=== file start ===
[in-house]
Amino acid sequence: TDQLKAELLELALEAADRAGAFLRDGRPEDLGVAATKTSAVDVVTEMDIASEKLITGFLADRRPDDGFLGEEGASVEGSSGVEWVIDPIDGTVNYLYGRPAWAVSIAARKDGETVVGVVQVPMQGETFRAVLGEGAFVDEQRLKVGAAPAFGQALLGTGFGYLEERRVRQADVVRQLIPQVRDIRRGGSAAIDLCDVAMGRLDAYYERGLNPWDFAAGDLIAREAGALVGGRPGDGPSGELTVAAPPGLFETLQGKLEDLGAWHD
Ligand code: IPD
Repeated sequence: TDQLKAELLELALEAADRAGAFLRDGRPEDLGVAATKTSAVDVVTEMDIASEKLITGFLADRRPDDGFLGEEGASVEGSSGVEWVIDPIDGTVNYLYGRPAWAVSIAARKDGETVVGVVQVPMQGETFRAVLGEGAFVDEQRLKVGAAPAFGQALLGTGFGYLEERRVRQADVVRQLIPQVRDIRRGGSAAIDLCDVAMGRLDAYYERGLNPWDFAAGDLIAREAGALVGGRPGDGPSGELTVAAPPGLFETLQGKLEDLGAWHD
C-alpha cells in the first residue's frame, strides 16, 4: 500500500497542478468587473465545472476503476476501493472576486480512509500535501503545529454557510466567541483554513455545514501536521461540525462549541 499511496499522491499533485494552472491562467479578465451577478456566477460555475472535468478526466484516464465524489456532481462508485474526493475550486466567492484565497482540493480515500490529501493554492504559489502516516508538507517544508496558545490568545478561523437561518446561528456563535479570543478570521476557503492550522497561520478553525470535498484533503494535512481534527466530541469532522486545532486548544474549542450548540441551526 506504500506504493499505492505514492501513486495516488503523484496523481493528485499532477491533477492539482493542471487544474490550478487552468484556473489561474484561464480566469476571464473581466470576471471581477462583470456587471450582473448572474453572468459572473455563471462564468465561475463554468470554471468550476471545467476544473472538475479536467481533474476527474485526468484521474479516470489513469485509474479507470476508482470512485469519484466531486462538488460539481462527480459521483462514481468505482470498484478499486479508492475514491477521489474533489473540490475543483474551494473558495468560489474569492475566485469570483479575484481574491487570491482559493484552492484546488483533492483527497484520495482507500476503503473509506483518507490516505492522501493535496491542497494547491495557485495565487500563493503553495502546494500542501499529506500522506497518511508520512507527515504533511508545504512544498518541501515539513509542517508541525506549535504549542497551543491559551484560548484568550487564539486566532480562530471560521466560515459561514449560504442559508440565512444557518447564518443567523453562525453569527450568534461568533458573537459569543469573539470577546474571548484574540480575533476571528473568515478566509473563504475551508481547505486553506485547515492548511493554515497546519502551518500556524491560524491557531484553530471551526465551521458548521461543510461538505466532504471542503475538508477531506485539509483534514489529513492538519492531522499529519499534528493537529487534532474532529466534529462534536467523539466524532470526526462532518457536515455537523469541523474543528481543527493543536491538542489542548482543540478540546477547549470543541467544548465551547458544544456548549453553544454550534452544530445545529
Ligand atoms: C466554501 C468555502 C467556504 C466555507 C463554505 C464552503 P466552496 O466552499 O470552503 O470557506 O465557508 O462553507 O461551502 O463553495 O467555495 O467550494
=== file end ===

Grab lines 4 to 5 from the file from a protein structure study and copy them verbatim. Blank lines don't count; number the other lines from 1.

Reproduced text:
Repeated sequence: TDQLKAELLELALEAADRAGAFLRDGRPEDLGVAATKTSAVDVVTEMDIASEKLITGFLADRRPDDGFLGEEGASVEGSSGVEWVIDPIDGTVNYLYGRPAWAVSIAARKDGETVVGVVQVPMQGETFRAVLGEGAFVDEQRLKVGAAPAFGQALLGTGFGYLEERRVRQADVVRQLIPQVRDIRRGGSAAIDLCDVAMGRLDAYYERGLNPWDFAAGDLIAREAGALVGGRPGDGPSGELTVAAPPGLFETLQGKLEDLGAWHD
C-alpha cells in the first residue's frame, strides 16, 4: 500500500497542478468587473465545472476503476476501493472576486480512509500535501503545529454557510466567541483554513455545514501536521461540525462549541 499511496499522491499533485494552472491562467479578465451577478456566477460555475472535468478526466484516464465524489456532481462508485474526493475550486466567492484565497482540493480515500490529501493554492504559489502516516508538507517544508496558545490568545478561523437561518446561528456563535479570543478570521476557503492550522497561520478553525470535498484533503494535512481534527466530541469532522486545532486548544474549542450548540441551526 506504500506504493499505492505514492501513486495516488503523484496523481493528485499532477491533477492539482493542471487544474490550478487552468484556473489561474484561464480566469476571464473581466470576471471581477462583470456587471450582473448572474453572468459572473455563471462564468465561475463554468470554471468550476471545467476544473472538475479536467481533474476527474485526468484521474479516470489513469485509474479507470476508482470512485469519484466531486462538488460539481462527480459521483462514481468505482470498484478499486479508492475514491477521489474533489473540490475543483474551494473558495468560489474569492475566485469570483479575484481574491487570491482559493484552492484546488483533492483527497484520495482507500476503503473509506483518507490516505492522501493535496491542497494547491495557485495565487500563493503553495502546494500542501499529506500522506497518511508520512507527515504533511508545504512544498518541501515539513509542517508541525506549535504549542497551543491559551484560548484568550487564539486566532480562530471560521466560515459561514449560504442559508440565512444557518447564518443567523453562525453569527450568534461568533458573537459569543469573539470577546474571548484574540480575533476571528473568515478566509473563504475551508481547505486553506485547515492548511493554515497546519502551518500556524491560524491557531484553530471551526465551521458548521461543510461538505466532504471542503475538508477531506485539509483534514489529513492538519492531522499529519499534528493537529487534532474532529466534529462534536467523539466524532470526526462532518457536515455537523469541523474543528481543527493543536491538542489542548482543540478540546477547549470543541467544548465551547458544544456548549453553544454550534452544530445545529